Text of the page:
“A human being is part of a whole, called by us the Universe, a part limited in time and space. He experiences himself, his thoughts and feelings, as something separated from the rest a kind of optical delusion of his consciousness. This delusion is a kind of prison for us, restricting us to our personal desires and to affection for a few persons nearest us. Our task must be to free ourselves from this prison by widening our circles of compassion to embrace all living creatures and the whole of nature in its beauty.”
~ Albert Einstein
I spent an evening last week listening to young voices. Voices singing in harmony... and my daughter was one of those voices as Willamette HS hosted the 2008 Metropolitan Choral Festival on Tuesday, October 28th.
What a treat. I had forgotten the power singing presented in the form of choir...
I had the rare opportunity when I was going to college to travel with the Allan Hancock College Acapella Choir on a tour that took us from Central California to British Columbia with stops at high schools, state capitol buildings and churches throughout California, Oregon, Washington and ending up in Vancouver, BC. My musical experience up until that time had centered around popular music. Rock and Roll. I was after all a child of the '60s.
But that trip (I travelled as the group's photographer, documenting their performances and life on a long bus trip) opened my eyes to worlds I never knew existed. But it was the choir that blew my mind. I had never had music bring me to tears. And some nights those voices were so in tune, so vibrant and emotionally poignant that tears came, drawn out only by the magic that such harmonious vibrations can create. Surely our voices were our first music, our first expression and sensing of the harmony of life, the vibrations that all of life is tuned to...
Both my kids are into music, my daughter Robin plays piano and my son Alex plays guitar and electric bass.
But I didn't know Robin had kept at her singing. She always sang as a litle girl, a sweet lilting sing-song that was, I believe, her joy bubbling out... raised as she was her first 2 years in some of Oregon's most beautiful landscapes, surrounded by people who loved her. That and she was born under a full moon, along a river that was that morning covered in mist, surrounded by her aunties and then taken and raised in seclusion in the beauty of Opal Creek's rainforest by cranky miners. So when she and her piano moved back in to my house I found out she was playing piano and singing. And I found she has a beautiful, husky voice that can hold a tune and stay in pitch. And this... she has done all on her own. Her only voice training coming when she sang last year with the Cleveland HS (in Portland, OR) choir (where she had a couple of solos that went well, according to an objective observer, her mother).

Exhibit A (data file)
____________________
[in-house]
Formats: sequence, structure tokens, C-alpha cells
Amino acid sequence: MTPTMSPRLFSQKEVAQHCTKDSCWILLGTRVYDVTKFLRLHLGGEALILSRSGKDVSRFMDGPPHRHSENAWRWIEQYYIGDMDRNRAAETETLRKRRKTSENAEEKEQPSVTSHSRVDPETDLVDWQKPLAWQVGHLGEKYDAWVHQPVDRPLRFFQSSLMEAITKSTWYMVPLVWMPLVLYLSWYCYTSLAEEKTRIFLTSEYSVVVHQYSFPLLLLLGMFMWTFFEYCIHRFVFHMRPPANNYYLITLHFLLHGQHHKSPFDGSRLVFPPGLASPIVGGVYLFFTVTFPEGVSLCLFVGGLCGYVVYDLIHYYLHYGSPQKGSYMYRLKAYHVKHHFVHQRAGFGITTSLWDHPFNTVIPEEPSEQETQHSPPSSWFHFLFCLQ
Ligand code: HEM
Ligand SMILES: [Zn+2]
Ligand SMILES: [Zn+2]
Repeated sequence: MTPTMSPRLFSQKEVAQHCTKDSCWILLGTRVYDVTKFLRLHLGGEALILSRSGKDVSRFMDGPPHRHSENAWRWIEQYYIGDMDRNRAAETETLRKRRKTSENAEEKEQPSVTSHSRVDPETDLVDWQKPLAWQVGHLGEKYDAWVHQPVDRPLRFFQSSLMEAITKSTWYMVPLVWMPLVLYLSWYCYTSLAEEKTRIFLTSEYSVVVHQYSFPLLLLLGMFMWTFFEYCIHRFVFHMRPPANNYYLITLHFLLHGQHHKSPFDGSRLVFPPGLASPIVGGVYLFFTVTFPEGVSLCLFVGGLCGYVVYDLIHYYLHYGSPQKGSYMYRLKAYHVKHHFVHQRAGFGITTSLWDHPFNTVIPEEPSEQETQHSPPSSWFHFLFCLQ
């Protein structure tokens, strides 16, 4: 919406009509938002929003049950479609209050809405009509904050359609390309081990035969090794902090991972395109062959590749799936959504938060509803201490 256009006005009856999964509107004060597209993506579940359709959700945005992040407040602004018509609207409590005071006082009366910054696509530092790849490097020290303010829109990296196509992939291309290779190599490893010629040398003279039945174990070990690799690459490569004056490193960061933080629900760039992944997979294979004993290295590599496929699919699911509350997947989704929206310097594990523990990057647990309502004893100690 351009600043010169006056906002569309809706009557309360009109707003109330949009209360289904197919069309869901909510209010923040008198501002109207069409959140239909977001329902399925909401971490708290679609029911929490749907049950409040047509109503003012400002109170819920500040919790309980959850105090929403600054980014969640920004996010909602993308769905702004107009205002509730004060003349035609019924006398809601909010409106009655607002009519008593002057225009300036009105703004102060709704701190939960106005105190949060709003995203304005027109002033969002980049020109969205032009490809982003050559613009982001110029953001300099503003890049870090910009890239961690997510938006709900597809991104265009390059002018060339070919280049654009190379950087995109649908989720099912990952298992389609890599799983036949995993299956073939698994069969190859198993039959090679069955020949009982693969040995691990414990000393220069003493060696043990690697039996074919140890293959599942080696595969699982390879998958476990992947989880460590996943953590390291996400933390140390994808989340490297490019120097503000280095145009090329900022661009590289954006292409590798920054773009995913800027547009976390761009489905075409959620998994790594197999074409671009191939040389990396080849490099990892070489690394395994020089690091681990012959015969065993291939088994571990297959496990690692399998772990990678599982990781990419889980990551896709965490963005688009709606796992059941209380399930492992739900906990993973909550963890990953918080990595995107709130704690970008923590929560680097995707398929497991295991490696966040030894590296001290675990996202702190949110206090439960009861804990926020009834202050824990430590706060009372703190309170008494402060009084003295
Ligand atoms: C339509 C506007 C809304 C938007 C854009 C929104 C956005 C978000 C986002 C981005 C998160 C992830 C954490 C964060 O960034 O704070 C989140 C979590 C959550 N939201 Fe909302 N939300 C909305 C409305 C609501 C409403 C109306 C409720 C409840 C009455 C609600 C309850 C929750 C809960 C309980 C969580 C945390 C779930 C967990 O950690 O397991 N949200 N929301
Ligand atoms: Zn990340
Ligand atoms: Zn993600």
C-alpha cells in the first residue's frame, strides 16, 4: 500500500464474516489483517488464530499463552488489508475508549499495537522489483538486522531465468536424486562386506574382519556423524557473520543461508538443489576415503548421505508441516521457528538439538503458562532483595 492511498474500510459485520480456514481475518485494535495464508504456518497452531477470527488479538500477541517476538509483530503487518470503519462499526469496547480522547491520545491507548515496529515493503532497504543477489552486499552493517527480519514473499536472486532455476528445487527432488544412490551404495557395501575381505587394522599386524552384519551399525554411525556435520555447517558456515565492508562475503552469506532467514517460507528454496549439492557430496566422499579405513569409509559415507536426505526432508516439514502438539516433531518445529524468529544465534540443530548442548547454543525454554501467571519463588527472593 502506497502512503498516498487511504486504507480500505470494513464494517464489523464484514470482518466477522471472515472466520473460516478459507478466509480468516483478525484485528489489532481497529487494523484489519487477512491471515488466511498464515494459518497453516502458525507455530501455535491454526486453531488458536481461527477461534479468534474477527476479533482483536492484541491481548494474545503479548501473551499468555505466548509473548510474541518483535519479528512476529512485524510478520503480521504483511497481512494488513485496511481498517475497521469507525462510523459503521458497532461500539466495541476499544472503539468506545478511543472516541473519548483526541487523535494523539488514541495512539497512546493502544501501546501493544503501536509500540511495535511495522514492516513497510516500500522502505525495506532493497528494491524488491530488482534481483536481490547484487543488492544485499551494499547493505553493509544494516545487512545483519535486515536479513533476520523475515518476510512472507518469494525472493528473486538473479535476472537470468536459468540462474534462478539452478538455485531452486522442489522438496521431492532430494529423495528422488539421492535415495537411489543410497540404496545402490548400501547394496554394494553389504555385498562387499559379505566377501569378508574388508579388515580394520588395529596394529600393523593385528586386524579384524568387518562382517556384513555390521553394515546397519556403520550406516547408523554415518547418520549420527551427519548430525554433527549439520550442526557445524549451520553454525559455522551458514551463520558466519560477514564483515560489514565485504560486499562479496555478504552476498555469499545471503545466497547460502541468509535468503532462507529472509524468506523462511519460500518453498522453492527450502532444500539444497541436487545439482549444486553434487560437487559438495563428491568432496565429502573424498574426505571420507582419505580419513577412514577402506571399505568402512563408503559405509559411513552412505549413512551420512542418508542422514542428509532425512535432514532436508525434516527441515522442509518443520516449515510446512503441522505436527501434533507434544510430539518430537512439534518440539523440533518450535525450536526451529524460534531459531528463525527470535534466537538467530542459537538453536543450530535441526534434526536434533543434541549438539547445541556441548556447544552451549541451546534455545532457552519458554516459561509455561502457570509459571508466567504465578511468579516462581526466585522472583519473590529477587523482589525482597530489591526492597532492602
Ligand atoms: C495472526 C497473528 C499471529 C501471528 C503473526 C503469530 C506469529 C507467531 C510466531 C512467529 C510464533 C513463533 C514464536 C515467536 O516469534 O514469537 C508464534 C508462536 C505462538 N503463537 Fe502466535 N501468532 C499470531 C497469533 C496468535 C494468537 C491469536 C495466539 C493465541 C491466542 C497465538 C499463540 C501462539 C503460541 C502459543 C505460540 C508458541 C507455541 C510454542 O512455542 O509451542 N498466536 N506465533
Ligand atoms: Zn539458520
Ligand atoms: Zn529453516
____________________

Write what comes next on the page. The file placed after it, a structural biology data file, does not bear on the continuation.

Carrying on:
So I was forced by the sheer weight of parental duty to attend this concert of area high school choirs (Junction City HS, Creswell HS, Pleasant Hill HS, Sheldon HS, Thurston HS, Churchhill HS, South Eugene HS, Springfield HS and two songs with Mass Choir).
It was my pleasure to be there and a thanks to WHS choir director Mike McCornack, the kids in the WHS choir (and all the other HS as well!) and to the local Kiwanis and the Springfield Utility Board (SUB) for their sponsoring of this event.
The Mass choir (the evening's last two songs) was conducted by Dr. Wallace Long, the Director of Choral Activities at Willamette University (in Salem):
Only 3 days left to cancel the election!
And speaking of voices...
Studs Terkel's will no longer be with us. A writer for the reg'lar folks, I was introduced to Studs back in college. RIP Studs...
“Perhaps it is this specter that most haunts working men and women: the planned obsolescence of people that is of a piece with the planned obsolescence of the things they make. Or sell.”
~ Studs Terkel